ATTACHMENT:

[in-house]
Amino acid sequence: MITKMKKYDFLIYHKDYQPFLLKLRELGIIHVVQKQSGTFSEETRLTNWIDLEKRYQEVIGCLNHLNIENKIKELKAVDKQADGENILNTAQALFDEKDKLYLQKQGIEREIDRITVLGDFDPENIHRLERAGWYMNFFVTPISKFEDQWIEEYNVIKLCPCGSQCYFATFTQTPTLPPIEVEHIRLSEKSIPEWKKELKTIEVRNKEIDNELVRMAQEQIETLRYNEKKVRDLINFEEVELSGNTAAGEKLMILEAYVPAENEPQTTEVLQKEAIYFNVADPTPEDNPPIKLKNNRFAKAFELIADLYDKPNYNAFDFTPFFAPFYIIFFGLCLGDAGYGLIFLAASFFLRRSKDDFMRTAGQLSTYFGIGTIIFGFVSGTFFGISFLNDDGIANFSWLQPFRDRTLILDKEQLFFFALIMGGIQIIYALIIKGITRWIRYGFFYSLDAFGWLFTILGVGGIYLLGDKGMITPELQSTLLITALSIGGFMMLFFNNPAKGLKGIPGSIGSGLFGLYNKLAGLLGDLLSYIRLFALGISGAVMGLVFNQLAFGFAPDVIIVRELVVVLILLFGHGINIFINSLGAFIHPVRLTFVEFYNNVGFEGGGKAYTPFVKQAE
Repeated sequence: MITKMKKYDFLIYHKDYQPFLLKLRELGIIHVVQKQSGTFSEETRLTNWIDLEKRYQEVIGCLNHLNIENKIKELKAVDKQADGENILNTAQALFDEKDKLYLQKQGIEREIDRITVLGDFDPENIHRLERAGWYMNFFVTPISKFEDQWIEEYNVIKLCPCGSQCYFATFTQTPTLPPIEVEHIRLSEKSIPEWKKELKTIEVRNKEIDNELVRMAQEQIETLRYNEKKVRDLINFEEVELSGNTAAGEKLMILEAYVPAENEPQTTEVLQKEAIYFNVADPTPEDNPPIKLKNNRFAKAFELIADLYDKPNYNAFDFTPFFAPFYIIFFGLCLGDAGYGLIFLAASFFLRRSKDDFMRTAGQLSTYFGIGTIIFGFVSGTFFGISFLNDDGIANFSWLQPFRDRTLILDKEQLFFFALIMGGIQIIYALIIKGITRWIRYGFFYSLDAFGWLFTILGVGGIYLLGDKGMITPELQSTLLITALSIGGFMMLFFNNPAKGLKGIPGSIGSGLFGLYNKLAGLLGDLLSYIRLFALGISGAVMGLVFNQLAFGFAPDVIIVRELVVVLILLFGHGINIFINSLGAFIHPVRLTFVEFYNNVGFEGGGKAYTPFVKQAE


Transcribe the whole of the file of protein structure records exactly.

[in-house]
Amino acid sequence: MITKMKKYDFLIYHKDYQPFLLKLRELGIIHVVQKQSGTFSEETRLTNWIDLEKRYQEVIGCLNHLNIENKIKELKAVDKQADGENILNTAQALFDEKDKLYLQKQGIEREIDRITVLGDFDPENIHRLERAGWYMNFFVTPISKFEDQWIEEYNVIKLCPCGSQCYFATFTQTPTLPPIEVEHIRLSEKSIPEWKKELKTIEVRNKEIDNELVRMAQEQIETLRYNEKKVRDLINFEEVELSGNTAAGEKLMILEAYVPAENEPQTTEVLQKEAIYFNVADPTPEDNPPIKLKNNRFAKAFELIADLYDKPNYNAFDFTPFFAPFYIIFFGLCLGDAGYGLIFLAASFFLRRSKDDFMRTAGQLSTYFGIGTIIFGFVSGTFFGISFLNDDGIANFSWLQPFRDRTLILDKEQLFFFALIMGGIQIIYALIIKGITRWIRYGFFYSLDAFGWLFTILGVGGIYLLGDKGMITPELQSTLLITALSIGGFMMLFFNNPAKGLKGIPGSIGSGLFGLYNKLAGLLGDLLSYIRLFALGISGAVMGLVFNQLAFGFAPDVIIVRELVVVLILLFGHGINIFINSLGAFIHPVRLTFVEFYNNVGFEGGGKAYTPFVKQAE
Repeated sequence: MITKMKKYDFLIYHKDYQPFLLKLRELGIIHVVQKQSGTFSEETRLTNWIDLEKRYQEVIGCLNHLNIENKIKELKAVDKQADGENILNTAQALFDEKDKLYLQKQGIEREIDRITVLGDFDPENIHRLERAGWYMNFFVTPISKFEDQWIEEYNVIKLCPCGSQCYFATFTQTPTLPPIEVEHIRLSEKSIPEWKKELKTIEVRNKEIDNELVRMAQEQIETLRYNEKKVRDLINFEEVELSGNTAAGEKLMILEAYVPAENEPQTTEVLQKEAIYFNVADPTPEDNPPIKLKNNRFAKAFELIADLYDKPNYNAFDFTPFFAPFYIIFFGLCLGDAGYGLIFLAASFFLRRSKDDFMRTAGQLSTYFGIGTIIFGFVSGTFFGISFLNDDGIANFSWLQPFRDRTLILDKEQLFFFALIMGGIQIIYALIIKGITRWIRYGFFYSLDAFGWLFTILGVGGIYLLGDKGMITPELQSTLLITALSIGGFMMLFFNNPAKGLKGIPGSIGSGLFGLYNKLAGLLGDLLSYIRLFALGISGAVMGLVFNQLAFGFAPDVIIVRELVVVLILLFGHGINIFINSLGAFIHPVRLTFVEFYNNVGFEGGGKAYTPFVKQAE